The Environmental Quality Protection Board (EQPB), an agency tasked to protect Palau’s environment, had its budget cut by the Congress for being “too pro-environment” in the recently passed FY 2021 budget.
“I think it’s enough with EQPB. We’ve received lots of complains that (it) places environment above people, people should be above environment,” stated House of Delegates Speaker Sabino Anastacio after the signing of the budget bill into law this past Wednesday.
Unapologetic Speaker Anastacio said that he speaks on behalf of all Delegates that “brakes must be put on EQPB” or EQPB’s work must be slowed down. The action to cut EQPB’s budget is said to be based on EQPB’s regulations that are not development-friendly and too pro-environment.
He added that even though EQPB is a “mechanism that controls and provides quality environment to the people”, in times of pandemic it must place people above the environment. Rather than amending the law to reflect desired policy, HOD chose to reduce EQPB’s budget. It is not clear whether the act of budget reduction was meant to weaken EQPB’s quality control or to penalize it for the policies it enforces.
Of the budget items in the FY 2021 budget, the only agency that suffered cut was EQPB. The House of Delegates reduced EQPB’s initial budget from $503,000 down to $338,000, a reduction of $165,000.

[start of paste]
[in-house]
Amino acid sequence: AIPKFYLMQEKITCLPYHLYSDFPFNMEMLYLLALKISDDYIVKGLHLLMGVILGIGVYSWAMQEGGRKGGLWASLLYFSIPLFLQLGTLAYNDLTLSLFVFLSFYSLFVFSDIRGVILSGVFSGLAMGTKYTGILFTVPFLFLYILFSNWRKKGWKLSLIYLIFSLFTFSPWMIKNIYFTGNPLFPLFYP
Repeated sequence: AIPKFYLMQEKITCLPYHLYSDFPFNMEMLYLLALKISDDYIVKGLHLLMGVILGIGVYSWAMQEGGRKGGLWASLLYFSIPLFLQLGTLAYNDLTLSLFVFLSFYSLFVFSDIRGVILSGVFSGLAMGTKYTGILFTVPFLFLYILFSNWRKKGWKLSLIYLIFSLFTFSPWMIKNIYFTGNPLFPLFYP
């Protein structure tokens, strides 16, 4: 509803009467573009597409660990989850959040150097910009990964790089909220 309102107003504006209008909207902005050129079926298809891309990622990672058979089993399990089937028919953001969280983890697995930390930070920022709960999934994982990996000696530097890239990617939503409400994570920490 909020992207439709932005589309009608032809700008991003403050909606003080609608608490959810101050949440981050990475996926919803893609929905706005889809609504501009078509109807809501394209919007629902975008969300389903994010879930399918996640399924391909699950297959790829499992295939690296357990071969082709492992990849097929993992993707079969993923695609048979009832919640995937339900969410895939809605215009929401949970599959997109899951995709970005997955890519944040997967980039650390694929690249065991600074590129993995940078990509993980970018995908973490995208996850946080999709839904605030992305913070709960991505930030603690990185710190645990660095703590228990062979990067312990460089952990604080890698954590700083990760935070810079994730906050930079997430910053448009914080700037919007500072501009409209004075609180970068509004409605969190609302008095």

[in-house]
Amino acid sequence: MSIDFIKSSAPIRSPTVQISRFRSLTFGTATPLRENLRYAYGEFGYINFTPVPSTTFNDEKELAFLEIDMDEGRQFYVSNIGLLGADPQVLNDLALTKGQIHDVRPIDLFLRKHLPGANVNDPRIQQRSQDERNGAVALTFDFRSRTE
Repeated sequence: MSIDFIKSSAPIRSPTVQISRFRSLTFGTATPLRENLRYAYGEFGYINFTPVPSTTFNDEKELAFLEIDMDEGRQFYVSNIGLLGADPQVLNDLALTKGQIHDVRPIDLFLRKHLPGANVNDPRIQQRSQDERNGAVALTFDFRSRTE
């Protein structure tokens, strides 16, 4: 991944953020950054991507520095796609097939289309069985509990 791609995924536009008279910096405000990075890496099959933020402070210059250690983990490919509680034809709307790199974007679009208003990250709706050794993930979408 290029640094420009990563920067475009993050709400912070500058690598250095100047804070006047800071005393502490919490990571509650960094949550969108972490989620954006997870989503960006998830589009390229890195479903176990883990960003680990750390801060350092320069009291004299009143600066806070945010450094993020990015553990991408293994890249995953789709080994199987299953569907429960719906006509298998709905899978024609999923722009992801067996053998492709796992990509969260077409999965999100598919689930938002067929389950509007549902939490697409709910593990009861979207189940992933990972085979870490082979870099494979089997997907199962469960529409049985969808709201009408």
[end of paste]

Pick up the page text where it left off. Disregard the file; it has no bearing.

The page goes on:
Out of the $165,000, $75,000 went to fund Mechesil Belau Conference, and $90,000 was allocated to pay for transportation of outlying states.
In response to the proposed cut, EQPB Chairman Elia Yobech wrote to the Senate saying that the proposed cut will slow down operations and force reduction of operations, not only in permitting processes but also in services such as water testing, pesticide farm inspections and responding to reported environmental violations.
In a budget compromise between House and Senate, EQPB budget was partially restored. Instead of $165,000, only $50,000 was taken from EQPB to partially fund Mechesil Belau Conference. $115,000 was sourced from the General Reserve Fund to pay the $25,000 to Mechesil Belau and $90,000 to outlying States.
President Surangel Whipps Jr. said that the reduction of $50,000 represents about 10% of the EQPB budget. “It is not that much considering that we are asking everyone to reduce their expenses by 10%,” President Whipps said.
Whipps added that concerns raised with EQPB should be reviewed. He said it is part of this administration’s policy to review and improve services and the review of EQPB is within that mandate.